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Niekira View Drop Down
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    Posted: Jul 02 2017 at 8:36pm
Hello everyone. I've been researching TNBC and came across this website, it's been great reading everything. I am 36, mother of two girls, 6 and 8, and I was just diagnosed with stage 1, grade 3 TNBC. I'm scaring myself, reading about how it's the most lethal type of cancer, most likely to return, hard to treat... I need to be here for my kids for a long time yet, and I'm terrified that I won't be around for them now.

I have so many questions, and the doctors appointments aren't happening fast enough for me! If anyone has answers, or good guesses from your own experience, I'd love to hear from you.

Will I need chemo? Do you always loose your hair? (Mine is waist length 😥)

Is it better/more typical to have chemo before surgery, or after? (My doctors are saying surgery will be done before I've even seen the oncologist!!??)


Im getting genetic testing done, but surgeon wants to do surgery before I have results. They said I can go back later to get a mastectomy if genetic testing shows I have BRCA 1 or 2.   This seems very backwards to me, I'm not sure what to to do about this.

My biggest question is of course, is treatment going to work? I'm discouraged from the statistics already.

Thanks
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Ppelo View Drop Down
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Post Options Post Options   Thanks (0) Thanks(0)   Quote Ppelo Quote  Post ReplyReply Direct Link To This Post Posted: Jul 03 2017 at 1:31am
I was diagnosed with triple negative June 6 2017 and exactly two weeks after I opted for surgery. To me it seems chemo is always recommended first because Triple negative is so aggressive and it spreads fast. However I did not get the impression that it made a significant difference which is better first plus my breast cancer tumor hurt. I wanted it out. I spoke to several other women with breast cancer and many said that a formal diagnosis was not given until after surgery. In my experience I was happy I got the surgery first. In doing this they were able to tell me exactly what size my tumors were. Initially they thought I had two that were approximately 2.4 cm and .8cm . They also mentioned it could have been one very large one. They ended up being two that were 3.4cm. And 1.8 cm. They also were able to verify if my lymph nodes , skin or nipple were affected in addition to my pectoral muscle. All were negative. This will significantly determine what my chemo treatment plan will be. I read a lot of scary things about Triple negative too. I'm only 33 and it is very scary. However I have been told this type of cancer responds well to chemo. Also look into Kris Carr. She was diagnosed with stage 4 cancer @31 years old and is now 46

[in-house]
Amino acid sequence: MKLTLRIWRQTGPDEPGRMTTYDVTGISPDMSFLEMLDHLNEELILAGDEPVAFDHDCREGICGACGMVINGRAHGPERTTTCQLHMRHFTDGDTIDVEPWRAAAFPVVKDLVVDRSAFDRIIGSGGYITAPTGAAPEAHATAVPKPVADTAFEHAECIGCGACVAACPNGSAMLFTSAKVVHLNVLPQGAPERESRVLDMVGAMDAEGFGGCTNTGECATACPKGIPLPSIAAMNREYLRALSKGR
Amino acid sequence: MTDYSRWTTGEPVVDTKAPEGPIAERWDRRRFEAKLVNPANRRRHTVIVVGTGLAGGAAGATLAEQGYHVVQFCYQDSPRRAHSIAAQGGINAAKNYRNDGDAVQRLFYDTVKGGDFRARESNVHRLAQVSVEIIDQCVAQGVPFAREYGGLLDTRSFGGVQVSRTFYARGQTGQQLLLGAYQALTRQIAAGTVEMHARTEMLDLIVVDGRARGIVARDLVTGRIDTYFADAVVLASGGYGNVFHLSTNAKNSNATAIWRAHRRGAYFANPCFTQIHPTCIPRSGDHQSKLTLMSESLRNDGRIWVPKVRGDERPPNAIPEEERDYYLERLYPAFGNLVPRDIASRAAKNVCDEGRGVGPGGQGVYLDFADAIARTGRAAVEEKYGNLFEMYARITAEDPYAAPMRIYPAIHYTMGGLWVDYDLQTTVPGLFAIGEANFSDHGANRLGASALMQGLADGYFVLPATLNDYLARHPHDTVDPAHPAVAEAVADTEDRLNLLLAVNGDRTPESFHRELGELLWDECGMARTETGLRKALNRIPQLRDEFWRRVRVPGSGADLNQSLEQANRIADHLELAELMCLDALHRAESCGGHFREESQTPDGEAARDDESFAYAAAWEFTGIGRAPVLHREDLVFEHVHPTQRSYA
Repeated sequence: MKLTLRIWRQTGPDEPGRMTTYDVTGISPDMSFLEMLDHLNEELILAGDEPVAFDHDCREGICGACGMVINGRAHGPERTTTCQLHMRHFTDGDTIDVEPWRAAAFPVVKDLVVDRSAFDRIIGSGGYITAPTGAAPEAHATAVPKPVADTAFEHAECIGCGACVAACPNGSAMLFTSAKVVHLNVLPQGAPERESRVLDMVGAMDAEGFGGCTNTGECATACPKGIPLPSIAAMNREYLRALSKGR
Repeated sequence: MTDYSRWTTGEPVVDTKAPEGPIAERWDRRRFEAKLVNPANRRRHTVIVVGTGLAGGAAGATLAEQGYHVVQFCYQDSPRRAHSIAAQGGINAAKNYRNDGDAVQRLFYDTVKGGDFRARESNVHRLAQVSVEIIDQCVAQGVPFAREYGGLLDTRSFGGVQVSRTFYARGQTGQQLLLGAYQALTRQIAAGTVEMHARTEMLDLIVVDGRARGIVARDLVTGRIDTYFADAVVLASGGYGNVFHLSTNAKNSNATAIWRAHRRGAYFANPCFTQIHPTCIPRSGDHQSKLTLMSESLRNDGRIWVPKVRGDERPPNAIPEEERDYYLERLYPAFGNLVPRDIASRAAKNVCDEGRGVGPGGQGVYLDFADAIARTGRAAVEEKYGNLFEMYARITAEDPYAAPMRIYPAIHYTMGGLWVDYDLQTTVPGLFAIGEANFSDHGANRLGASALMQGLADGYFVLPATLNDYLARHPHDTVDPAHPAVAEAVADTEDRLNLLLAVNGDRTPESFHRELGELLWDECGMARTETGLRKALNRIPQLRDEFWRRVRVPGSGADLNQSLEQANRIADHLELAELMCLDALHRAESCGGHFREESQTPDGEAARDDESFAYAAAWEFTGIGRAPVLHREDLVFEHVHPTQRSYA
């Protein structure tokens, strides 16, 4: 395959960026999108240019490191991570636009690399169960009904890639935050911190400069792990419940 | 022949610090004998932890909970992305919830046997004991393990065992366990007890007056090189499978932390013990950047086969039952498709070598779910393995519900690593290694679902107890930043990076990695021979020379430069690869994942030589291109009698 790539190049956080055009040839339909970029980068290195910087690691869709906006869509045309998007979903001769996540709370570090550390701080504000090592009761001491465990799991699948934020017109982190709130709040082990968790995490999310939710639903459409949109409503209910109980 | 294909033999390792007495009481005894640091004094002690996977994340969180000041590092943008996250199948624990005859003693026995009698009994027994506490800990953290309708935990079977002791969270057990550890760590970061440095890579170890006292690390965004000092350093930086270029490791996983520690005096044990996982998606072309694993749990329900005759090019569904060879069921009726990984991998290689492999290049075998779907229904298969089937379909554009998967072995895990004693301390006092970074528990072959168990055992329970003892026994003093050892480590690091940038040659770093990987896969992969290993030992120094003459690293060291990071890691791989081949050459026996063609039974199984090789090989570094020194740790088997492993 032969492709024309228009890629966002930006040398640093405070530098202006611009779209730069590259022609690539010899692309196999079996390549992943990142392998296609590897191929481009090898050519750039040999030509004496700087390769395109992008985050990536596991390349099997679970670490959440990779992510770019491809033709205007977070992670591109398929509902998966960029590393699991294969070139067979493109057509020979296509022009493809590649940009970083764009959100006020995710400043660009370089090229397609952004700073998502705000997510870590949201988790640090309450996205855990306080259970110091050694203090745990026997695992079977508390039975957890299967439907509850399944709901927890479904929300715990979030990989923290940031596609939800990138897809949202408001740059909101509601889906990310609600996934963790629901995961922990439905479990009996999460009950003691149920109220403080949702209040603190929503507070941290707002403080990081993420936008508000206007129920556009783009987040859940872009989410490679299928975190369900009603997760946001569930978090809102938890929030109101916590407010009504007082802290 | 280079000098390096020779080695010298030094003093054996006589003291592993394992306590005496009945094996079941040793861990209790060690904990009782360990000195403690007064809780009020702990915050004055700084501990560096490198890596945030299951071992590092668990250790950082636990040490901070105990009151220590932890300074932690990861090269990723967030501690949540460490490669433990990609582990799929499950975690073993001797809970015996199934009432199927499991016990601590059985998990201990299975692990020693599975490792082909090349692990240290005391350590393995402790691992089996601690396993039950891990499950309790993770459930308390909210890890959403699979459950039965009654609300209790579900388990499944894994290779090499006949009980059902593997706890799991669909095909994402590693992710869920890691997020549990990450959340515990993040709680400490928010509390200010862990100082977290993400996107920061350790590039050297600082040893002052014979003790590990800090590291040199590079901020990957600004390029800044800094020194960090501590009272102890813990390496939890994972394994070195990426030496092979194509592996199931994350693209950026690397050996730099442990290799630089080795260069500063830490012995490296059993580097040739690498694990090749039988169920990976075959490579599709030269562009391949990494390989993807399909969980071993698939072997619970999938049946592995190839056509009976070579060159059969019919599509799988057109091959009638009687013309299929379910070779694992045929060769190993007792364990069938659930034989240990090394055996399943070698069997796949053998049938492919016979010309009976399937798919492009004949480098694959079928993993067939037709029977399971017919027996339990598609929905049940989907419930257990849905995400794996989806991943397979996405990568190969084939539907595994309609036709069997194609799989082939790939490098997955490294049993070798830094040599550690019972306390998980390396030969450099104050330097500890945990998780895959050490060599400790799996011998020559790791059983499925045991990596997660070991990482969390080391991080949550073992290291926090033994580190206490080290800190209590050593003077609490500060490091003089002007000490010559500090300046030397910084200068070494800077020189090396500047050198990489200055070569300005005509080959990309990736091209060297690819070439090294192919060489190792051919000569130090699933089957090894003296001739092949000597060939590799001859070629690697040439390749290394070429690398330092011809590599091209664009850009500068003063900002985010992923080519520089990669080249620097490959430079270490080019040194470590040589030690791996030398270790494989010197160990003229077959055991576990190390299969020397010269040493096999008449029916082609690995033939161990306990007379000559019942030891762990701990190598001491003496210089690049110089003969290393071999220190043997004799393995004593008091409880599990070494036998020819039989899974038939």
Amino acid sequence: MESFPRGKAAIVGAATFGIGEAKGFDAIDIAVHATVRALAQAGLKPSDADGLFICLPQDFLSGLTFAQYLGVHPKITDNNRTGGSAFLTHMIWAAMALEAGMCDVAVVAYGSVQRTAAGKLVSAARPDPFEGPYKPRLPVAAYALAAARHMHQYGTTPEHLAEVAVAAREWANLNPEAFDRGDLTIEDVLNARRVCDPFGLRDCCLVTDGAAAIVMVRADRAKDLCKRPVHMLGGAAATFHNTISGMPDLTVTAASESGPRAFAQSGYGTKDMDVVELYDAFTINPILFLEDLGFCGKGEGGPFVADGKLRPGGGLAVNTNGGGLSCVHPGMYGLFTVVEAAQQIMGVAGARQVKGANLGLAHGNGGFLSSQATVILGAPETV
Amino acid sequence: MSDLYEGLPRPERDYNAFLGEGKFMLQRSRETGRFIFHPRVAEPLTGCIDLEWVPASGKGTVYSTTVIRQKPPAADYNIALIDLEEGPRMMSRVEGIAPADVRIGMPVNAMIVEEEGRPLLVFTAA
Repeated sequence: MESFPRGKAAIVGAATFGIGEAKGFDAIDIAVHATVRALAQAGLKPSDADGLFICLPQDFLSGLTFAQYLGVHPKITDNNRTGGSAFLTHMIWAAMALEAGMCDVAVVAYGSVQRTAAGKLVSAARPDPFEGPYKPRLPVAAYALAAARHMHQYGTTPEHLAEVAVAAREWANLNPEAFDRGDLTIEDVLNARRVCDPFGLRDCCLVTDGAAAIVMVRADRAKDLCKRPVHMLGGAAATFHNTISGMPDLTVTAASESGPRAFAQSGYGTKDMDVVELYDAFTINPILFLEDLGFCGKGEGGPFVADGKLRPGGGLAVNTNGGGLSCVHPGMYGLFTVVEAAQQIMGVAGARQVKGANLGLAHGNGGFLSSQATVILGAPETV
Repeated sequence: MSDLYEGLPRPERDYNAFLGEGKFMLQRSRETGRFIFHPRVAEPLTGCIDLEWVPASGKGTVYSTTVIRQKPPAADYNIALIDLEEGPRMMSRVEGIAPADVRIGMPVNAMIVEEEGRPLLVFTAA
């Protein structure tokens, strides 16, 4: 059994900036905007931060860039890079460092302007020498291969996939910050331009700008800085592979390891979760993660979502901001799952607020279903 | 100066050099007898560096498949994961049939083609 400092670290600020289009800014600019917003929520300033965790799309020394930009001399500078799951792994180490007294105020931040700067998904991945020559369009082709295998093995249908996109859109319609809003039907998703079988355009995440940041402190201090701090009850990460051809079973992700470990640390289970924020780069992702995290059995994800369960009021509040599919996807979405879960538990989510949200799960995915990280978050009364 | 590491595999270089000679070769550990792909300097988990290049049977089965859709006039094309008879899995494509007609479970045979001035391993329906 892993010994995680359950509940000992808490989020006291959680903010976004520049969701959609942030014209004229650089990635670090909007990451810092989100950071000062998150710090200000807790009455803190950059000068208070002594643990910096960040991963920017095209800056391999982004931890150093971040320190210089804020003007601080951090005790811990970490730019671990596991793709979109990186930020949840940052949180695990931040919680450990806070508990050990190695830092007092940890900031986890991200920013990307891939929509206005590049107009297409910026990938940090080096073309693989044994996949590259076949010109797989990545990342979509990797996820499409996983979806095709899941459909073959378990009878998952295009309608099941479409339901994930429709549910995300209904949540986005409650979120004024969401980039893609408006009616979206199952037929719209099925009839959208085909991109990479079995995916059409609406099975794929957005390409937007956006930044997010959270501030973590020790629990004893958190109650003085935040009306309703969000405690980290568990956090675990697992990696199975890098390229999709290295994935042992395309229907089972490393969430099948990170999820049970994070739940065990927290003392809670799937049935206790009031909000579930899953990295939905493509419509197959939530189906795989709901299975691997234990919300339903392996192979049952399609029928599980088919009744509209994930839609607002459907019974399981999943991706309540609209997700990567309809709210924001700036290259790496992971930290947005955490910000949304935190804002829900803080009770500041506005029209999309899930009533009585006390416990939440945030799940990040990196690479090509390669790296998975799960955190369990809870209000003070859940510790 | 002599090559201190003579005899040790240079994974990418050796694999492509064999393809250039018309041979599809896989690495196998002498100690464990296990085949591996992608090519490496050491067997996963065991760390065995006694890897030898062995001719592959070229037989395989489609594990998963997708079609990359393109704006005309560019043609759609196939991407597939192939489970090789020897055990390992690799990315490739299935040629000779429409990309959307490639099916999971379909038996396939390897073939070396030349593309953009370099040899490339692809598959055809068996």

Edited by Ppelo - Jul 03 2017 at 1:34am
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TriplePositiveGirl View Drop Down
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Post Options Post Options   Thanks (0) Thanks(0)   Quote TriplePositiveGirl Quote  Post ReplyReply Direct Link To This Post Posted: Jul 03 2017 at 12:43pm
I think the question of whether to have chemo first depends a lot on the size of the initial tumor(s). My doctors recommended chemo first, which I ended up doing, in order to shrink the tumor prior to surgery. Believe me, I wanted the tumor OUT as fast as possible, but this way the doctors could see if the chemo had any effect on shrinking the tumor (which fortunately it did). I made it through 4 cycles, then had surgery, then completed the final 2 cycles after my surgery. Hair loss is likely but not a given, depending on the chemo. I had carbo/gemzar and I did not lose my hair on this chemo. I believe the ACT chemo causes hair loss. I know this is all very scary, but it sounds like both of you are early stage and triple negative can be defeated!
Diagnosed Jan 2010; Stage IIa, grade 2, 3.2cm in rt. breast, no nodes and BRCA-. 4 cycles Carbo/Gemzar 3/10; Lump 6/10; 2 cycles carbo/gem after surgery 8/10; 35 Rads finished 12/1/10. NED.
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Ppelo View Drop Down